Repeated Failures to Report Lead to Harsh 163(1) Penalty
The Appellant was reassessed a 163(1) penalty in 2015 in respect of his 2014 taxation year for failing to report income (RRSP withdrawal). The Appellant argued it was a mistake of fact and that he was duly diligent. The Court disagreed and dismissed his appeal.
The Appellant was assessed a 163(1) penalty for the 2014 taxation year for failing to report RRSP income (and smaller dividend amounts) in the amount of almost $700K. The financial institution had withheld 30% for tax purposes. The Appellant had believed that the withholding by the institution satisfied his tax obligations, such that he was not required to take any further steps to report the withdrawal. The penalty applied since he had also failed report income in the preceding three years. In fact, he had failed to report all his income in 2007, 2008, 2009, 2010 and 2011 (although no penalty was assessed in 2009).
Decision & Analysis
Was There a Failure to Report?
The first question to be decided by the Court was whether there was a failure to report. The Appellant argued that based on the Khalil ratio, no amount had been unreported. In Khalil, the Court enunciated the following principle:
I cannot conclude that a person has “failed to report an amount” within the meaning of subsection 163(1) when the person knows (i) that the amount was payable to her as income by a particular payor; (ii) that the payor withheld a certain portion of the amount as income tax to remit to Revenue Canada; (iii) that the payor actually paid to the person only the balance remaining after deducting the tax withheld; and (iv) that the payor was required to report to Revenue Canada on a form prescribed by Revenue Canada the gross amount payable to the person and the portion withheld and remitted as tax…
The Court disagreed, because although the Khalil ratio applied, that ratio was obviated by the Appellant’s admission during cross-examination that he did in fact fail to report amounts. Furthermore, Khalil has been distinguished in subsequent decisions, such that the Court did not consider it a “universal principle”.
Was the Appellant Duly Diligent?
To establish that he was duly diligent, the Appellant was required to show he made a reasonable mistake of fact, or that he took reasonable precautions to avoid the event leading to the imposition of the penalty. The mistake of fact has both a subjective and objective element. Meaning there must be an actual mistake of fact and that mistake must be reasonable.
Justice Sommerfeldt found no mistake of fact. The Appellant mistakenly thought that the withholding and remittance of tax by the financial institution satisfied his tax reporting obligations. His mistake thus pertained to his obligation under the Income Tax Act to report all his income. This was found to be a mistake of law, not a mistake of fact.
Secondly, the mistake was not reasonable, since he had reported his employment income in the past, despite tax being deducted at source from those amounts.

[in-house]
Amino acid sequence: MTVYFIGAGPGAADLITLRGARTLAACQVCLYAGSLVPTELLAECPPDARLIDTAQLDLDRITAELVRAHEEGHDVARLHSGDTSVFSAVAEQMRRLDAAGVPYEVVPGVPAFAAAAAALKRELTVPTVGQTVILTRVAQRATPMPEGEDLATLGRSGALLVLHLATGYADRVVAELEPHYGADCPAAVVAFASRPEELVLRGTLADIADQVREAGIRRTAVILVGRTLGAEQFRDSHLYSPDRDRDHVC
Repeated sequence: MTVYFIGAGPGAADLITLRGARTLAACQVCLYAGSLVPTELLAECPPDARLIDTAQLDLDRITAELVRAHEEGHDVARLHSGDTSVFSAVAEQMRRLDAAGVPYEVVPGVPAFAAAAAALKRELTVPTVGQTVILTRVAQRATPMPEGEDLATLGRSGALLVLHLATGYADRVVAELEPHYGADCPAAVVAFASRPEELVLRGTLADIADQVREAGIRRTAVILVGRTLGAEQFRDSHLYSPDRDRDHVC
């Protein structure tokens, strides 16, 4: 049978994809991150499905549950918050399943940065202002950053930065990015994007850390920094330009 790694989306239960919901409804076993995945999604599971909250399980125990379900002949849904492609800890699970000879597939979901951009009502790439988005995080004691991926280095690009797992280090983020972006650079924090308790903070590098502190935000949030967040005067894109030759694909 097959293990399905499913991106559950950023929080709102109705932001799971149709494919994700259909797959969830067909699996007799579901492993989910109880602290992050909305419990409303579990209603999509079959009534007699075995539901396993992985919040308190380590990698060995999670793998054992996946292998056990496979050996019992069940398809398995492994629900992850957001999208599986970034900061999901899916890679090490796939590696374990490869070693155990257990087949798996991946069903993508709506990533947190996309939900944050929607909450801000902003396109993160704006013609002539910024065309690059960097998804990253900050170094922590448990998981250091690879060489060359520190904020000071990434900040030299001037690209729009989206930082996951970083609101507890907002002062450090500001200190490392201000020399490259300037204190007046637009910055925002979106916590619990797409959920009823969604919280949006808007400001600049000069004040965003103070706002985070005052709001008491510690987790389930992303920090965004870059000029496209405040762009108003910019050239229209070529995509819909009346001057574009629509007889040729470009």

Thus, given that Mr. Polubiec was familiar with the concept of income tax being withheld from various sources of income, such as his employment income in 2010 and 2011, and was aware that the withholding of such tax did not absolve him from reporting that employment income, it was not reasonable for him to have concluded that there was no obligation to report his RRSP withdrawal in 2014 merely because tax at the rate of 30% had been withheld therefrom. In other words, a reasonable person would have understood that the withholding of an instalment in respect of an income tax liability does not excuse the particular taxpayer from the statutory requirement to report the income in question.
Finally, Justice Sommerfeldt found that the Appellant had not taken reasonable precautions in 2011 or 2014. The Appellant’s repeated failures to report in the past, his failure to convince the Court that he had not received the tax slips at issue, and his failure to implement any type of system for collecting his mail, organizing all his tax documents, including T slips, and ensuring that none of his tax documentation was misplaced all lead the Court the conclude he did not take reasonable precautions to avoid the failure to report.
Interestingly, Justice Sommerfeldt invited the Minister to cancel the penalties pursuant to 220(3.1), citing financial hardship and the harsh penalty as reasons.
I am of the view that this would be an appropriate situation for a favourable exercise of the discretion granted to the Minister by subsection 220(3.1) of the ITA.
Justice Sommerfeldt also alludes to the importance of viva voce testimony, by repeatedly citing the Appellant’s failure to call relevant witnesses to testify. This should be noted by litigants propounding the due diligence defence.
Call Ummat Tax Law if you are assessed a penalty you disagree with. (905) 336-8924.
 163(1)Every person who
(a) fails to report an amount required to be included in computing the person’s income in a return filed under section 150 for a taxation year, and
(b) had failed to report an amount required to be so included in any return filed under section 150 for any of the three preceding taxation years
is liable to a penalty equal to 10% of the amount described in paragraph (a), except where the person is liable to a penalty under subsection (2) in respect of that amount.
 Khalil v The Queen,  1 CTC 2263, at 13.
 Polubiec v. the Queen 2019 TCC 146, at para. 34.
 Ibid, at para. 50.
 See paragraphs 38, 44 and 45.